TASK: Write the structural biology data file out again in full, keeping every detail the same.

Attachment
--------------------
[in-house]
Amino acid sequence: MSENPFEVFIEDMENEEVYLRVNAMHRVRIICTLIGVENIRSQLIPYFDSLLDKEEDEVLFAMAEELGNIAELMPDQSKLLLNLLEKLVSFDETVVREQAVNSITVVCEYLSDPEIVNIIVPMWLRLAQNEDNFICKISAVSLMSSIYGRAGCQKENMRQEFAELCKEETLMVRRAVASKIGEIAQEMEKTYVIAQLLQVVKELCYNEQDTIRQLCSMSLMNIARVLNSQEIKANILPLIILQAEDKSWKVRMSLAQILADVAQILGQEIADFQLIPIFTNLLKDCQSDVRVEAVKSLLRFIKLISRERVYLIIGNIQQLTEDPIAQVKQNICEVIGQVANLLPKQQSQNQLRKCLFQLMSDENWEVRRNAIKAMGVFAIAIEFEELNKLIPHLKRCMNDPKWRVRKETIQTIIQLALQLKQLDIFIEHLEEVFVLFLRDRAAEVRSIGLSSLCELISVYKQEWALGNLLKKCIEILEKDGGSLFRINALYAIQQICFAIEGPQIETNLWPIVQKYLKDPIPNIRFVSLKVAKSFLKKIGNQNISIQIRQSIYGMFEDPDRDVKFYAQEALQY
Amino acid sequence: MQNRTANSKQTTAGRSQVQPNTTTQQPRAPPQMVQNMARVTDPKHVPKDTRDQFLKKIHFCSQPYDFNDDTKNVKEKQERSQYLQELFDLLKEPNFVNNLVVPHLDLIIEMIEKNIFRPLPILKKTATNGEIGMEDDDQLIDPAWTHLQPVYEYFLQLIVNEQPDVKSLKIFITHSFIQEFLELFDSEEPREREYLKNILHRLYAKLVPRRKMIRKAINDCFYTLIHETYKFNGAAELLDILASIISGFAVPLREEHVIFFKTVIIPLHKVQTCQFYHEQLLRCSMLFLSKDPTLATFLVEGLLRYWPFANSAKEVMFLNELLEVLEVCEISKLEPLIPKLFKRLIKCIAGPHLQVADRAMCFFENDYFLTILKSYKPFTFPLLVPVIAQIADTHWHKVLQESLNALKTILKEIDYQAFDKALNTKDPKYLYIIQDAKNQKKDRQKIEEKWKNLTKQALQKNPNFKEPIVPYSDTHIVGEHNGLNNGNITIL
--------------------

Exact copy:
[in-house]
Amino acid sequence: MSENPFEVFIEDMENEEVYLRVNAMHRVRIICTLIGVENIRSQLIPYFDSLLDKEEDEVLFAMAEELGNIAELMPDQSKLLLNLLEKLVSFDETVVREQAVNSITVVCEYLSDPEIVNIIVPMWLRLAQNEDNFICKISAVSLMSSIYGRAGCQKENMRQEFAELCKEETLMVRRAVASKIGEIAQEMEKTYVIAQLLQVVKELCYNEQDTIRQLCSMSLMNIARVLNSQEIKANILPLIILQAEDKSWKVRMSLAQILADVAQILGQEIADFQLIPIFTNLLKDCQSDVRVEAVKSLLRFIKLISRERVYLIIGNIQQLTEDPIAQVKQNICEVIGQVANLLPKQQSQNQLRKCLFQLMSDENWEVRRNAIKAMGVFAIAIEFEELNKLIPHLKRCMNDPKWRVRKETIQTIIQLALQLKQLDIFIEHLEEVFVLFLRDRAAEVRSIGLSSLCELISVYKQEWALGNLLKKCIEILEKDGGSLFRINALYAIQQICFAIEGPQIETNLWPIVQKYLKDPIPNIRFVSLKVAKSFLKKIGNQNISIQIRQSIYGMFEDPDRDVKFYAQEALQY
Amino acid sequence: MQNRTANSKQTTAGRSQVQPNTTTQQPRAPPQMVQNMARVTDPKHVPKDTRDQFLKKIHFCSQPYDFNDDTKNVKEKQERSQYLQELFDLLKEPNFVNNLVVPHLDLIIEMIEKNIFRPLPILKKTATNGEIGMEDDDQLIDPAWTHLQPVYEYFLQLIVNEQPDVKSLKIFITHSFIQEFLELFDSEEPREREYLKNILHRLYAKLVPRRKMIRKAINDCFYTLIHETYKFNGAAELLDILASIISGFAVPLREEHVIFFKTVIIPLHKVQTCQFYHEQLLRCSMLFLSKDPTLATFLVEGLLRYWPFANSAKEVMFLNELLEVLEVCEISKLEPLIPKLFKRLIKCIAGPHLQVADRAMCFFENDYFLTILKSYKPFTFPLLVPVIAQIADTHWHKVLQESLNALKTILKEIDYQAFDKALNTKDPKYLYIIQDAKNQKKDRQKIEEKWKNLTKQALQKNPNFKEPIVPYSDTHIVGEHNGLNNGNITIL